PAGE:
Stereotype threat and the role fragile self-esteem plays in self-handicapping
Caravalho, Amanda Lee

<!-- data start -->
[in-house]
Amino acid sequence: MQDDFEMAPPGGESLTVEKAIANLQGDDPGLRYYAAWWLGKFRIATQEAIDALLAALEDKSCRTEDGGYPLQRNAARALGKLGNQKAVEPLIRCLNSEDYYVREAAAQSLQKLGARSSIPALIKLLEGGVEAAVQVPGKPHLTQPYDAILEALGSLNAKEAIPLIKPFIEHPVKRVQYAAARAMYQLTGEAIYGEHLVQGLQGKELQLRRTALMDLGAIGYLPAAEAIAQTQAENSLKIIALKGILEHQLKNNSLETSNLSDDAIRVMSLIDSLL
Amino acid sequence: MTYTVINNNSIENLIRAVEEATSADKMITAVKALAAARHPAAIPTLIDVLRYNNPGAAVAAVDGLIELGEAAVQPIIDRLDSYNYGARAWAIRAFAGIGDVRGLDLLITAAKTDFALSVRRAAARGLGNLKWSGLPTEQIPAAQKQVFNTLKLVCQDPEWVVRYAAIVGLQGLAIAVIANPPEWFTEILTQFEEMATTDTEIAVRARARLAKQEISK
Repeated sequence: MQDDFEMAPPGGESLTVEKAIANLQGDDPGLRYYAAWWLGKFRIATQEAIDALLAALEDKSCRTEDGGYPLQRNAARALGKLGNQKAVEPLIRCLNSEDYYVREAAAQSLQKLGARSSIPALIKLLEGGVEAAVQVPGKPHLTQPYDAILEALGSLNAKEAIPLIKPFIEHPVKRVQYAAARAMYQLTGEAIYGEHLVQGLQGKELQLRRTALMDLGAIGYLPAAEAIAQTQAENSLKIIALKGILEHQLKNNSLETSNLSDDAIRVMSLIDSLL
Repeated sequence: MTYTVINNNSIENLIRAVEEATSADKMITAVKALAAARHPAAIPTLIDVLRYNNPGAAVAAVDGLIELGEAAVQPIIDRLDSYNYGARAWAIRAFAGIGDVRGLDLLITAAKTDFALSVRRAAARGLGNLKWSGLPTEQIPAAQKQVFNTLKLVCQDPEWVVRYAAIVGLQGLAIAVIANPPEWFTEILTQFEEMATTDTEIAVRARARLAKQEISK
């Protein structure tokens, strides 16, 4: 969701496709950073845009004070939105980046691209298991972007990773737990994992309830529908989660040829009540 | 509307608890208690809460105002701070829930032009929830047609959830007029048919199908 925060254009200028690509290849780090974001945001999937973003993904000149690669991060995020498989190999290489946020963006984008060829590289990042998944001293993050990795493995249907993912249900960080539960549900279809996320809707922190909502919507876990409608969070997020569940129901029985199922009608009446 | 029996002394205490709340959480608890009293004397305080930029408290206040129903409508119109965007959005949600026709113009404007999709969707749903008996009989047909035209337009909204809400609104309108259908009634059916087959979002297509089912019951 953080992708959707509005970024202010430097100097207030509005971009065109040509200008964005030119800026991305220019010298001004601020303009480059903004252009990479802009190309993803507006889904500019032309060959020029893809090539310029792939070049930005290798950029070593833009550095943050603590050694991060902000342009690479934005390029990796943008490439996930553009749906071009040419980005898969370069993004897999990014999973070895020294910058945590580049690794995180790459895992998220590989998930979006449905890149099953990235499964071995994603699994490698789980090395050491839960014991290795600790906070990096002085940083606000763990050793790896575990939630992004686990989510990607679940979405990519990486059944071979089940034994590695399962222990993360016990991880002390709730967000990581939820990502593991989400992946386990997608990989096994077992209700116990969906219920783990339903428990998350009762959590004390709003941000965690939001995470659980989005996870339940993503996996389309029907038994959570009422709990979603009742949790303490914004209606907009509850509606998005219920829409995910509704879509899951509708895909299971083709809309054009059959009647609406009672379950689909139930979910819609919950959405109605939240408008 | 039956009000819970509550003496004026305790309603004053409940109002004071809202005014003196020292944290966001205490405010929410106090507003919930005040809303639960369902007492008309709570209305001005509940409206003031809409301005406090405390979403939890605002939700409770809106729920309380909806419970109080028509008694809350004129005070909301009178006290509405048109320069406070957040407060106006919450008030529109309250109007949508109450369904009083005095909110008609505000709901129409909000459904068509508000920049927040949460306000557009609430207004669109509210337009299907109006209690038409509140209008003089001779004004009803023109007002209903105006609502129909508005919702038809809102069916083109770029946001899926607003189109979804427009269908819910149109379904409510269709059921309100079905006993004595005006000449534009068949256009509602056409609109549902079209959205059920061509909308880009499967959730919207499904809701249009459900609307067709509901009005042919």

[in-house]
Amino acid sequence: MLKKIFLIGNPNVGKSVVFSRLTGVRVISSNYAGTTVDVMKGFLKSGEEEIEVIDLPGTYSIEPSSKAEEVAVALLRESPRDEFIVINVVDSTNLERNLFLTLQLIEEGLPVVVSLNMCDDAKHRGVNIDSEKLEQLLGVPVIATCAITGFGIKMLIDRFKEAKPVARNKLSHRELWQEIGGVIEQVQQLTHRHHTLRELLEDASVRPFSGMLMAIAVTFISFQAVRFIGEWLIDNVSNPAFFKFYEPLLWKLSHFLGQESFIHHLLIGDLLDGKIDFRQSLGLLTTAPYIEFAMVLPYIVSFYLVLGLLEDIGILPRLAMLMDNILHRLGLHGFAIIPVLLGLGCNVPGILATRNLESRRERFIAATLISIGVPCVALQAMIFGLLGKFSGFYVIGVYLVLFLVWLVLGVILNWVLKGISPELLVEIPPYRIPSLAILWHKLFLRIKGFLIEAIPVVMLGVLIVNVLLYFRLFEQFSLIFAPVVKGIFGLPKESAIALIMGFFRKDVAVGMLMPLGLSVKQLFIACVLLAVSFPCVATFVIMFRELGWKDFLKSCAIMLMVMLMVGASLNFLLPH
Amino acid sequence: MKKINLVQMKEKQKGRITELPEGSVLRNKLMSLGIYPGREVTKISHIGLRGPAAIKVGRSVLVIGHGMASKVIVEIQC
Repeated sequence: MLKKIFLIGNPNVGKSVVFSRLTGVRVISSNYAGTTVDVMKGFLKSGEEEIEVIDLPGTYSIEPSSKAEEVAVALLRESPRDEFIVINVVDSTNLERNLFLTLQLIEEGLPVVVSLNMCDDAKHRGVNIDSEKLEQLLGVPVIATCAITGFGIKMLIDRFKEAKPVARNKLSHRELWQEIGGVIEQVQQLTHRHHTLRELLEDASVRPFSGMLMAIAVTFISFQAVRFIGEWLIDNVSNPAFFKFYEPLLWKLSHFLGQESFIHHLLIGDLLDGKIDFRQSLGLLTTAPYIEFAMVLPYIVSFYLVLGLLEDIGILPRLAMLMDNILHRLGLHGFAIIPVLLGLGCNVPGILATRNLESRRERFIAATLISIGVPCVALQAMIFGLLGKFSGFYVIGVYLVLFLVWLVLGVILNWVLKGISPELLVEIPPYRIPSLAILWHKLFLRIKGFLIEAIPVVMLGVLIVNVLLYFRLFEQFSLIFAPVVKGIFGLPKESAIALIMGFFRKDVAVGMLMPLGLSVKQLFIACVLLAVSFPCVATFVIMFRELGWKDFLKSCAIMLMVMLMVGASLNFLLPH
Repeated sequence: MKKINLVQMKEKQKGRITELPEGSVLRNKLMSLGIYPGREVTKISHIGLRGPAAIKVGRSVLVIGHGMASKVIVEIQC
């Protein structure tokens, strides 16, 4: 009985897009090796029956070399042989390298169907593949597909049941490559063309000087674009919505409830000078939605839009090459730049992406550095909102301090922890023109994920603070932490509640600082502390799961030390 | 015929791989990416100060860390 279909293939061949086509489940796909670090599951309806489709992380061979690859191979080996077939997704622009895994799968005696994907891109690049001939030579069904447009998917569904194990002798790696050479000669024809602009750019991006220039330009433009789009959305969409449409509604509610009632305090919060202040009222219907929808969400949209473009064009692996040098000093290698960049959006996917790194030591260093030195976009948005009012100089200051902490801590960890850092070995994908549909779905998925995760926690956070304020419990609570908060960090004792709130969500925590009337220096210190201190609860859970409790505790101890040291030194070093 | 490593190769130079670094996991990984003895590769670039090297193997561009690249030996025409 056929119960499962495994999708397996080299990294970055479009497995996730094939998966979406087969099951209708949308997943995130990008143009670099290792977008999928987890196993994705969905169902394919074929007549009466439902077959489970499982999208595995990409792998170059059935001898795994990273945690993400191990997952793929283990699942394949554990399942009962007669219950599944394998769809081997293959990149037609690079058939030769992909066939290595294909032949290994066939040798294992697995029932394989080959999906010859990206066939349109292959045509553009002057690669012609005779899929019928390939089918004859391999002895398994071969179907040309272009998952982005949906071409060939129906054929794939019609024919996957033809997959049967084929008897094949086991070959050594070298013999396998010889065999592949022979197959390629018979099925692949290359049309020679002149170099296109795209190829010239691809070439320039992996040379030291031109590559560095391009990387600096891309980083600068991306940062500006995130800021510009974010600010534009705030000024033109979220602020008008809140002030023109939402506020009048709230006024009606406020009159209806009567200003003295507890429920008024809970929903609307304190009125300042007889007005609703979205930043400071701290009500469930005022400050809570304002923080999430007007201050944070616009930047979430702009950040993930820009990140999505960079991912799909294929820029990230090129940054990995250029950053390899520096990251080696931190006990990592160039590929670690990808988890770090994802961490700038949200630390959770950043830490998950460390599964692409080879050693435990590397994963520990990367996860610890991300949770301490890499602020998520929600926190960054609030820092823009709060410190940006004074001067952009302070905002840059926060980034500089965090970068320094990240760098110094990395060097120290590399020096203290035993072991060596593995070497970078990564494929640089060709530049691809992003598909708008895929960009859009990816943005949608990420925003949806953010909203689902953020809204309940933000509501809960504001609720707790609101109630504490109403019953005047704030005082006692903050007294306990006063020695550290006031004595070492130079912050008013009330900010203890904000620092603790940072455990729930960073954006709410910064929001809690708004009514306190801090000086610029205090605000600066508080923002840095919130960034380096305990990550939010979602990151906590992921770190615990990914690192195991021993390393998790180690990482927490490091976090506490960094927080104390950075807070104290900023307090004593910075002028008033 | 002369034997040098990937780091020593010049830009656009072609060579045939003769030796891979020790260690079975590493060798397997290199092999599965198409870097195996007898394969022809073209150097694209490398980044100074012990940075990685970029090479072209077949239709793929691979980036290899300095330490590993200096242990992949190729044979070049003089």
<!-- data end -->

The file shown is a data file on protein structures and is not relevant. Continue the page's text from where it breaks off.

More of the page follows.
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The current study investigated the consequences of stereotype threat on self-handicapping in the context of an athletic task. Eighty-three participants completed two packets of questionnaires and performed a golf task under one of two conditions. It was hypothesized that White participants (n=66) with fragile self-esteem (i.e. high global self-esteem, high contingency, and high instability) would experience greater self-handicapping when in the threat condition where the task was framed as a test of an individual’s “natural athletic ability.” A significant three-way interaction, level of self-esteem by contingency by condition, was found to support this hypothesis thus implying the use of behavioral self-handicapping as a defensive mechanism in the threat condition. A second three-way interaction indicated that those with high global self-esteem and high instability when in the threat condition predicted they would do well thus suggesting more confidence and possibly overconfidence in their ability. The implications of both interactions are discussed.